Teqball world champion Ádám Blázsovics has set his sights on defending at least one of the titles he won at the 2019 Teqball World Championships.
Blázsovics won both the singles and doubles titles last year in Hungarian capital Budapest, winning his first doubles title with compatriot Csaba Bányik after losing in the 2018 doubles final.
The Hungarian has won more prize money than any other teqball player and was the first teqball singles world champion in 2017.
After winning both events last year, he has targeted retaining at least one of the titles when the next World Championships take place.
"I would like to defend my world title at the next World Championship in at least one category," Blázsovics said.
"I’d like to stay at the top of the world rankings both in doubles and singles.
"To achieve these goals, I have to perform well in all competitions."
During the COVID-19 pandemic, Blázsovics has been training in his hometown of Sümeg by using the teqball table from his local school, setting it up in his garden and practising with his siblings.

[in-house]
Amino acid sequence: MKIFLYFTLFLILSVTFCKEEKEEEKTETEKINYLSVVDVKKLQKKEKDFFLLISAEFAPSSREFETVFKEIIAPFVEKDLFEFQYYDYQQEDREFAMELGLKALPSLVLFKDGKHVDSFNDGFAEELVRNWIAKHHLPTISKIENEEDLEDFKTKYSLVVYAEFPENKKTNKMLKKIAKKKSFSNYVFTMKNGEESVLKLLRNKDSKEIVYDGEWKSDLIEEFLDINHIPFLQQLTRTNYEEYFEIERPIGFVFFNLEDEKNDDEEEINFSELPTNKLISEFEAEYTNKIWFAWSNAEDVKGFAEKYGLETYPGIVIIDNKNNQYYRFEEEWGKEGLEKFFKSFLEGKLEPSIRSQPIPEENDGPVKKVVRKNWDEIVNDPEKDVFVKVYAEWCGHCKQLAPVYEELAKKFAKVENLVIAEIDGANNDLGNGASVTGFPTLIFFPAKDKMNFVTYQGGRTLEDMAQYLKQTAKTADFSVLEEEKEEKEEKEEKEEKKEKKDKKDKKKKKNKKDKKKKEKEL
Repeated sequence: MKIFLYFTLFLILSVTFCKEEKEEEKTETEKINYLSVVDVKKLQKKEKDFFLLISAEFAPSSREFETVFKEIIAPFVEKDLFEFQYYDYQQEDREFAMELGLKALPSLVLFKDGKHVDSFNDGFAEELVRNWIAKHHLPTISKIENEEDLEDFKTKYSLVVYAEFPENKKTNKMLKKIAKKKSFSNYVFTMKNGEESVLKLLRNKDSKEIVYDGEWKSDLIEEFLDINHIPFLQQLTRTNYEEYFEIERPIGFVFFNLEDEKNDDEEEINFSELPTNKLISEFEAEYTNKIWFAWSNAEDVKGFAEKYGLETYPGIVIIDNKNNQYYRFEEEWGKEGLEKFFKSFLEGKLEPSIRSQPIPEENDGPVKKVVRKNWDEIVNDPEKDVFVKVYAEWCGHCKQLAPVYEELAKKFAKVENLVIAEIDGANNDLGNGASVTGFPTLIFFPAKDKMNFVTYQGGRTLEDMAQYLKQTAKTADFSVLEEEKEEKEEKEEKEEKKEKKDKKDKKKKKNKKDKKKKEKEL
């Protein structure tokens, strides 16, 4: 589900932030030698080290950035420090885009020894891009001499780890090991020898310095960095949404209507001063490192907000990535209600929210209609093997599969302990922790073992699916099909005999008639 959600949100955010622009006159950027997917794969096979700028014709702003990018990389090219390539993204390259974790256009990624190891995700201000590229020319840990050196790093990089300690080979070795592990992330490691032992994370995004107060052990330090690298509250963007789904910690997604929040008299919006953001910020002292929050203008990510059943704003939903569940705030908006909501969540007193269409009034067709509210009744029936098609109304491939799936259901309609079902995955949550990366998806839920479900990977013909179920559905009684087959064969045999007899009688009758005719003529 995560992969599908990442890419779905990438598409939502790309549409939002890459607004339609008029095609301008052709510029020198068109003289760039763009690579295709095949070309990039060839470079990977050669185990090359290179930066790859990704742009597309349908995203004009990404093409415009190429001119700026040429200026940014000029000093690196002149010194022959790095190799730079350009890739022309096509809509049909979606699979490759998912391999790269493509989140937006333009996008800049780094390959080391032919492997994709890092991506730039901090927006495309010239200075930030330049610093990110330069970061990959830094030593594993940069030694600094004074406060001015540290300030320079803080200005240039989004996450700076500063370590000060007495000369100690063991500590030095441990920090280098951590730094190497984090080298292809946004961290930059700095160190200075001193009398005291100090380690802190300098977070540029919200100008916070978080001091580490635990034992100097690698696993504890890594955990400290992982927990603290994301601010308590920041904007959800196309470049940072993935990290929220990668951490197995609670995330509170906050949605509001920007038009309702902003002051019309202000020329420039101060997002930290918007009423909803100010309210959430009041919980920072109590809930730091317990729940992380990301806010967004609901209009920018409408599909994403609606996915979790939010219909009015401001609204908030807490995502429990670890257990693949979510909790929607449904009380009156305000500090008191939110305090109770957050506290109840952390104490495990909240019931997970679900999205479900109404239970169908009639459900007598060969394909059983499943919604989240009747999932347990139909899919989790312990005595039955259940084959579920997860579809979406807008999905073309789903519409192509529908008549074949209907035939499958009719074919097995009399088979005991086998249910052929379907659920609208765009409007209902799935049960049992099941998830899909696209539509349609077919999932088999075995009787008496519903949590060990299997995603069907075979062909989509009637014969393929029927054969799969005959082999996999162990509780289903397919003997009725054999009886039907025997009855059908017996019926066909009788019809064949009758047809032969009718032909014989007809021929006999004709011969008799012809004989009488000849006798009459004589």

Blázsovics also works as a coach for his local club, Phoenix Teqball Academy, and hopes more youngsters will play the sport in the future.
The renowned Hungary- Poland friendship!🇭🇺🇵🇱😉— TEQBALL (@Teqball) August 6, 2019
Check out this incredible rally from Adam Blazsovics during an event held in Poland! 😱
•#Teqball #WorldIsCurved #JoinTheTeqers #Hungary #Poland #Rally #Show pic.twitter.com/OBq4AJjfDo
"I think teqball is a great opportunity for young people.
"Teqball is not a contact sport, so you don’t have to worry about injuries due to rough collisions.
"Of course, this spectacular game has its price, but you can prepare for that.
"Perseverance is extremely important in this sport, as in the beginning you may often fail, but it is important not to give up."
Blázsovics identifies winning his first world title as the point where his approach to the sport changed.
"Winning the 2017 Teqball World Championships singles title was the decisive moment when I really decided to choose this path," he explained.
"Until that day, I had never won a tournament and always seemed to finish in second place.
"On this day, I overcame those who had beaten me earlier in my career.
"I was very disappointed that we didn’t qualify in doubles, but I was motivated to develop further and actually we did it next year."
Blázsovics was introduced to the sport when he was studying to be a teacher at the University of Physical Education in Budapest.